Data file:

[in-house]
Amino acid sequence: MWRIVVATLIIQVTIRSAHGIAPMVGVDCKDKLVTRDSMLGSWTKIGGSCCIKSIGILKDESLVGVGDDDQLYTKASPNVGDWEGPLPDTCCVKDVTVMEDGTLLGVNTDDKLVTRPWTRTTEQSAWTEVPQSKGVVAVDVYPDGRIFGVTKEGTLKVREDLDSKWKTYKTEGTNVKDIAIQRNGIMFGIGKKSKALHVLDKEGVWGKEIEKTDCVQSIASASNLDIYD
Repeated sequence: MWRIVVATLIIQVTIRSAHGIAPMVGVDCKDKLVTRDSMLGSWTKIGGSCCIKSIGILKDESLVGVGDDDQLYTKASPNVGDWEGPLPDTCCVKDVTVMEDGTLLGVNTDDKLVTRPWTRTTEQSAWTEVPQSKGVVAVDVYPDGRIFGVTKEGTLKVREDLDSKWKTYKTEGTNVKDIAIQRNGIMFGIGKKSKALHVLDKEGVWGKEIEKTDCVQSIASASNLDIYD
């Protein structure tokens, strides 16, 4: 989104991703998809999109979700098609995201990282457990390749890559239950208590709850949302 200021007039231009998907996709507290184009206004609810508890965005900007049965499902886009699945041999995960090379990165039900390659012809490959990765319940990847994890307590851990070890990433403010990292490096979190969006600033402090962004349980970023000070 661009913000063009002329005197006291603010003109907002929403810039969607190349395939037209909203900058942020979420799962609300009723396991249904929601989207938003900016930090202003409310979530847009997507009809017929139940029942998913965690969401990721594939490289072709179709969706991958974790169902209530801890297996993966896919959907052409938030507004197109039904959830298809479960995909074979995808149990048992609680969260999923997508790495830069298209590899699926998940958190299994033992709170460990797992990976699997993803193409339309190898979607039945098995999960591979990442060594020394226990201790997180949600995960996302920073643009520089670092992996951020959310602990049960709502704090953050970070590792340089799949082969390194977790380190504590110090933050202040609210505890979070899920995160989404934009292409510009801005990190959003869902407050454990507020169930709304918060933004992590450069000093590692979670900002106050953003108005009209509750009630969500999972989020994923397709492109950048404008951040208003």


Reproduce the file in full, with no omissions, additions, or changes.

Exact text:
[in-house]
Amino acid sequence: MWRIVVATLIIQVTIRSAHGIAPMVGVDCKDKLVTRDSMLGSWTKIGGSCCIKSIGILKDESLVGVGDDDQLYTKASPNVGDWEGPLPDTCCVKDVTVMEDGTLLGVNTDDKLVTRPWTRTTEQSAWTEVPQSKGVVAVDVYPDGRIFGVTKEGTLKVREDLDSKWKTYKTEGTNVKDIAIQRNGIMFGIGKKSKALHVLDKEGVWGKEIEKTDCVQSIASASNLDIYD
Repeated sequence: MWRIVVATLIIQVTIRSAHGIAPMVGVDCKDKLVTRDSMLGSWTKIGGSCCIKSIGILKDESLVGVGDDDQLYTKASPNVGDWEGPLPDTCCVKDVTVMEDGTLLGVNTDDKLVTRPWTRTTEQSAWTEVPQSKGVVAVDVYPDGRIFGVTKEGTLKVREDLDSKWKTYKTEGTNVKDIAIQRNGIMFGIGKKSKALHVLDKEGVWGKEIEKTDCVQSIASASNLDIYD
């Protein structure tokens, strides 16, 4: 989104991703998809999109979700098609995201990282457990390749890559239950208590709850949302 200021007039231009998907996709507290184009206004609810508890965005900007049965499902886009699945041999995960090379990165039900390659012809490959990765319940990847994890307590851990070890990433403010990292490096979190969006600033402090962004349980970023000070 661009913000063009002329005197006291603010003109907002929403810039969607190349395939037209909203900058942020979420799962609300009723396991249904929601989207938003900016930090202003409310979530847009997507009809017929139940029942998913965690969401990721594939490289072709179709969706991958974790169902209530801890297996993966896919959907052409938030507004197109039904959830298809479960995909074979995808149990048992609680969260999923997508790495830069298209590899699926998940958190299994033992709170460990797992990976699997993803193409339309190898979607039945098995999960591979990442060594020394226990201790997180949600995960996302920073643009520089670092992996951020959310602990049960709502704090953050970070590792340089799949082969390194977790380190504590110090933050202040609210505890979070899920995160989404934009292409510009801005990190959003869902407050454990507020169930709304918060933004992590450069000093590692979670900002106050953003108005009209509750009630969500999972989020994923397709492109950048404008951040208003």